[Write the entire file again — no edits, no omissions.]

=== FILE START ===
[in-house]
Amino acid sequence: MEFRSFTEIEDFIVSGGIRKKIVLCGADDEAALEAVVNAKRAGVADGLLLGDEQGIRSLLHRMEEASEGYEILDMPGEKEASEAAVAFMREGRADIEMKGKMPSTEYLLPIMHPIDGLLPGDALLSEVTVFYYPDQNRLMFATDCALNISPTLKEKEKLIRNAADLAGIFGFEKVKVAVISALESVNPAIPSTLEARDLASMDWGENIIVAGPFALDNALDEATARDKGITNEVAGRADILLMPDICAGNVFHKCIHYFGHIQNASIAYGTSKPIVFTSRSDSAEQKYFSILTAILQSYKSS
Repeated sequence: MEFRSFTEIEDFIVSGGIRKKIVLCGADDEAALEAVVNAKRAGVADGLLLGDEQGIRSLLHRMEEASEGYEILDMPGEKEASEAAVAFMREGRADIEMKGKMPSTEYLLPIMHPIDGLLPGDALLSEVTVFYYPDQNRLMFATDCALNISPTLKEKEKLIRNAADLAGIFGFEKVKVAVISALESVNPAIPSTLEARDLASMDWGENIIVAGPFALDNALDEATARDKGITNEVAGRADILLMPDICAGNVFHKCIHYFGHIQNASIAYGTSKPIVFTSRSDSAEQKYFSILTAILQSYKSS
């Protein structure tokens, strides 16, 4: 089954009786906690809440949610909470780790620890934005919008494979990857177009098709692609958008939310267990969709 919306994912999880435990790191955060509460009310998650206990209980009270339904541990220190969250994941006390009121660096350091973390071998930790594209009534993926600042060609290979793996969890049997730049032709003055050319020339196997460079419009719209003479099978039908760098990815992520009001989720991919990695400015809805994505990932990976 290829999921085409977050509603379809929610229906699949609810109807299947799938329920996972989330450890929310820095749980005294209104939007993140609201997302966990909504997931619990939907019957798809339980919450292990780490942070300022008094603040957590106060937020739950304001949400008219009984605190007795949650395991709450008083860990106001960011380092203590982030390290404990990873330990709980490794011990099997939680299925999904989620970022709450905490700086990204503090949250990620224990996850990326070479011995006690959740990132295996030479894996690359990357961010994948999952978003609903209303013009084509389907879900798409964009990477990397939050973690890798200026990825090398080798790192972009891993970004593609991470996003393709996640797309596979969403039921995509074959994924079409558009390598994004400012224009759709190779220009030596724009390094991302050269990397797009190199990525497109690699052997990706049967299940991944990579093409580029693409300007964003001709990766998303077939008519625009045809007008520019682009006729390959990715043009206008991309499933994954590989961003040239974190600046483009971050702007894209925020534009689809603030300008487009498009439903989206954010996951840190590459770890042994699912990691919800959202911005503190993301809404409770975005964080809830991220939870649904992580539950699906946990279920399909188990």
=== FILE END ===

[in-house]
Amino acid sequence: MEFRSFTEIEDFIVSGGIRKKIVLCGADDEAALEAVVNAKRAGVADGLLLGDEQGIRSLLHRMEEASEGYEILDMPGEKEASEAAVAFMREGRADIEMKGKMPSTEYLLPIMHPIDGLLPGDALLSEVTVFYYPDQNRLMFATDCALNISPTLKEKEKLIRNAADLAGIFGFEKVKVAVISALESVNPAIPSTLEARDLASMDWGENIIVAGPFALDNALDEATARDKGITNEVAGRADILLMPDICAGNVFHKCIHYFGHIQNASIAYGTSKPIVFTSRSDSAEQKYFSILTAILQSYKSS
Repeated sequence: MEFRSFTEIEDFIVSGGIRKKIVLCGADDEAALEAVVNAKRAGVADGLLLGDEQGIRSLLHRMEEASEGYEILDMPGEKEASEAAVAFMREGRADIEMKGKMPSTEYLLPIMHPIDGLLPGDALLSEVTVFYYPDQNRLMFATDCALNISPTLKEKEKLIRNAADLAGIFGFEKVKVAVISALESVNPAIPSTLEARDLASMDWGENIIVAGPFALDNALDEATARDKGITNEVAGRADILLMPDICAGNVFHKCIHYFGHIQNASIAYGTSKPIVFTSRSDSAEQKYFSILTAILQSYKSS
């Protein structure tokens, strides 16, 4: 089954009786906690809440949610909470780790620890934005919008494979990857177009098709692609958008939310267990969709 919306994912999880435990790191955060509460009310998650206990209980009270339904541990220190969250994941006390009121660096350091973390071998930790594209009534993926600042060609290979793996969890049997730049032709003055050319020339196997460079419009719209003479099978039908760098990815992520009001989720991919990695400015809805994505990932990976 290829999921085409977050509603379809929610229906699949609810109807299947799938329920996972989330450890929310820095749980005294209104939007993140609201997302966990909504997931619990939907019957798809339980919450292990780490942070300022008094603040957590106060937020739950304001949400008219009984605190007795949650395991709450008083860990106001960011380092203590982030390290404990990873330990709980490794011990099997939680299925999904989620970022709450905490700086990204503090949250990620224990996850990326070479011995006690959740990132295996030479894996690359990357961010994948999952978003609903209303013009084509389907879900798409964009990477990397939050973690890798200026990825090398080798790192972009891993970004593609991470996003393709996640797309596979969403039921995509074959994924079409558009390598994004400012224009759709190779220009030596724009390094991302050269990397797009190199990525497109690699052997990706049967299940991944990579093409580029693409300007964003001709990766998303077939008519625009045809007008520019682009006729390959990715043009206008991309499933994954590989961003040239974190600046483009971050702007894209925020534009689809603030300008487009498009439903989206954010996951840190590459770890042994699912990691919800959202911005503190993301809404409770975005964080809830991220939870649904992580539950699906946990279920399909188990």